By Alaina Bapp/reporter
Raising awareness about a silent epidemic, SE counselor Michele Faith shared myths about suicide and provided information to help students recognize the warning signs of suicide.
Faith said people often mistakenly believe that talking about suicide may cause a person to commit suicide. But openly sharing is more helpful than people think.
Students struggling with suicidal thoughts should seek out help, Faith said.
“My first advice would be to go to their counseling center,” she said. “There is a counseling center on each campus that has qualified, licensed mental health professionals.”
Students can also seek help by calling 9-1-1, going to the emergency room, going to see physicians at mental health centers or the Tarrant County MHMR.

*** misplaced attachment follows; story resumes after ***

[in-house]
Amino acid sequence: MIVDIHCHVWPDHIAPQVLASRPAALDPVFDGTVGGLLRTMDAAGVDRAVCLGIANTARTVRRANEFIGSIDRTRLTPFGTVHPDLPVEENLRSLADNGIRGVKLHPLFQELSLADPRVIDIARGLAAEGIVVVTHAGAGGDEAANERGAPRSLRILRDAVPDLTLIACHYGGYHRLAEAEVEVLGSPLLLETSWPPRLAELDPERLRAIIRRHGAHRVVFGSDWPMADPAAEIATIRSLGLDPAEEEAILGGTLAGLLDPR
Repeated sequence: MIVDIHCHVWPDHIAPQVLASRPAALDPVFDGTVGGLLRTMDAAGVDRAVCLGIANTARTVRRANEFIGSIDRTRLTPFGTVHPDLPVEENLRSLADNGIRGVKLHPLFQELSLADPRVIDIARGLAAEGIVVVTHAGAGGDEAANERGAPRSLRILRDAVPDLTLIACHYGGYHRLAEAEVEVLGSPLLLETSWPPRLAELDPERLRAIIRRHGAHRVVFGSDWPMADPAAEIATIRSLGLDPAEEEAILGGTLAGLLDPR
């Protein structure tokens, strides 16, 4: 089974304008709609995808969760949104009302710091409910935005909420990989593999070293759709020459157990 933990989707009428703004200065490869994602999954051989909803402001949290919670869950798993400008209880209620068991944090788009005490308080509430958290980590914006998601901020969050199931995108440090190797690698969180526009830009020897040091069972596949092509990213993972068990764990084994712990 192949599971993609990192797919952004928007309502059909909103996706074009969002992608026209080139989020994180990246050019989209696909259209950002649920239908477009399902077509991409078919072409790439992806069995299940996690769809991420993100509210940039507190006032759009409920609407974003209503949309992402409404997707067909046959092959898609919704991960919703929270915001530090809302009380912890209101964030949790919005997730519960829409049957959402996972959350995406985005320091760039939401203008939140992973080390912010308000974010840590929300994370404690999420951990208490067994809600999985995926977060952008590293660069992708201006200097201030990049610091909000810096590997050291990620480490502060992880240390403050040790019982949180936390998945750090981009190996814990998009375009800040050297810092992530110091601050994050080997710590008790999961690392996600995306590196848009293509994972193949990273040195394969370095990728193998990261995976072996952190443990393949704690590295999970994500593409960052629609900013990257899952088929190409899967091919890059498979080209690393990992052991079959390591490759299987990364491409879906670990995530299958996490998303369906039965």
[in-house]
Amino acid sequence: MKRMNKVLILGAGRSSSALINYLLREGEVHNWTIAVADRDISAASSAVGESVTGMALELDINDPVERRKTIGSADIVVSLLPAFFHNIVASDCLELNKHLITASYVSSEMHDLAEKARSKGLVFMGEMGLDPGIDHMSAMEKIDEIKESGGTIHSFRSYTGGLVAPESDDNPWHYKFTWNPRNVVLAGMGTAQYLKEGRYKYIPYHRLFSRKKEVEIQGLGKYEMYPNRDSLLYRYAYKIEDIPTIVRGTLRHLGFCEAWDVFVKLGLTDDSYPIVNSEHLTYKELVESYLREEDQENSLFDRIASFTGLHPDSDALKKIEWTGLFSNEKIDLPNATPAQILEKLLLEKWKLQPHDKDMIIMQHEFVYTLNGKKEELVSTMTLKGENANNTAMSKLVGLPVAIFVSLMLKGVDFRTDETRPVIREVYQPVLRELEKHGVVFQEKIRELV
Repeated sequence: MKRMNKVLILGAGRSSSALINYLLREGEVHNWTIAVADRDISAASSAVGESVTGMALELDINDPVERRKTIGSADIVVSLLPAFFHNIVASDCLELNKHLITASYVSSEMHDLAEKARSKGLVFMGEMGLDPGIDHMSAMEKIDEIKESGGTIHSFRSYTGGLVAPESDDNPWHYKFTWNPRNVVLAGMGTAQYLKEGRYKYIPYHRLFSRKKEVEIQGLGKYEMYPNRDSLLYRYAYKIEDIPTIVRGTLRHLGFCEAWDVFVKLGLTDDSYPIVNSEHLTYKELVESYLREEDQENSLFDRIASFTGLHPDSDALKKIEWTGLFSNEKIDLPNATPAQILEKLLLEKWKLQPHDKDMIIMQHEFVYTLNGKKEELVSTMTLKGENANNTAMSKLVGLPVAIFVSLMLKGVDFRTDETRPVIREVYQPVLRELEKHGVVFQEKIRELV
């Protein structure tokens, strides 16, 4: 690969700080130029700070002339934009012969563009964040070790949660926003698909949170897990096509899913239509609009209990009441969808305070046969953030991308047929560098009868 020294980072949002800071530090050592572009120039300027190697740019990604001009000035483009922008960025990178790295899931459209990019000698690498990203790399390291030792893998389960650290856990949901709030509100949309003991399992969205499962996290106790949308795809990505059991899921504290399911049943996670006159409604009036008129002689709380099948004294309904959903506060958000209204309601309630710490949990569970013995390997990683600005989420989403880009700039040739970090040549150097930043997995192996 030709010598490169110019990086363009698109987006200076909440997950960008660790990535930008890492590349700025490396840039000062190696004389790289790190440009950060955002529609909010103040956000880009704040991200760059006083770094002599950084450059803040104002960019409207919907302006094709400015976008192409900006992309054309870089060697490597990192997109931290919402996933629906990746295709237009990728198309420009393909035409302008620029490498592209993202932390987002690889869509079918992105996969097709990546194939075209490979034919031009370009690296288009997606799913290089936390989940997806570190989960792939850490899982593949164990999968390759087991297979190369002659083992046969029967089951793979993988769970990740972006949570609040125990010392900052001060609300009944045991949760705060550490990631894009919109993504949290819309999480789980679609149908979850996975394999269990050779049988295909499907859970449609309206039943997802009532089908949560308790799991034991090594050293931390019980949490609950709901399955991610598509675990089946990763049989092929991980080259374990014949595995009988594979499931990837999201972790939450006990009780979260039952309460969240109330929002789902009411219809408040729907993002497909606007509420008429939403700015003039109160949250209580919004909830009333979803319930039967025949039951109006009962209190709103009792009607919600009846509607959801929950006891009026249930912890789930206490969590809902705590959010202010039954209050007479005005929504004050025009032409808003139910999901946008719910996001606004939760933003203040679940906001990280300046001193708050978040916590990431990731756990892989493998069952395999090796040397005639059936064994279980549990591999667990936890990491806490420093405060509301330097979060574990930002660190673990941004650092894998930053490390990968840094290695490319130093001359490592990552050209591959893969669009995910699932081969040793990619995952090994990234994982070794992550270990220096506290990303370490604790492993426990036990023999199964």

Suicide is the second-highest killer of people in the U.S. age 10-35, according to the Centers for Disease Control and Prevention.
Faith said students can look for a few characteristic behaviors if they are concerned about someone, like abrupt changes in appearance, behavior or personality, preoccupation with death, despairing attitude, feeling hopeless about the future and loss of interest in daily activities. When all else fails, just asking can mean a world of difference to someone who is thinking of taking his or her life, she said.
Knowing what to do and where to turn can mean the difference, Faith said.
The National Suicide Prevention Lifeline is 1-800-273-8255
and is a free resource for anyone looking for help.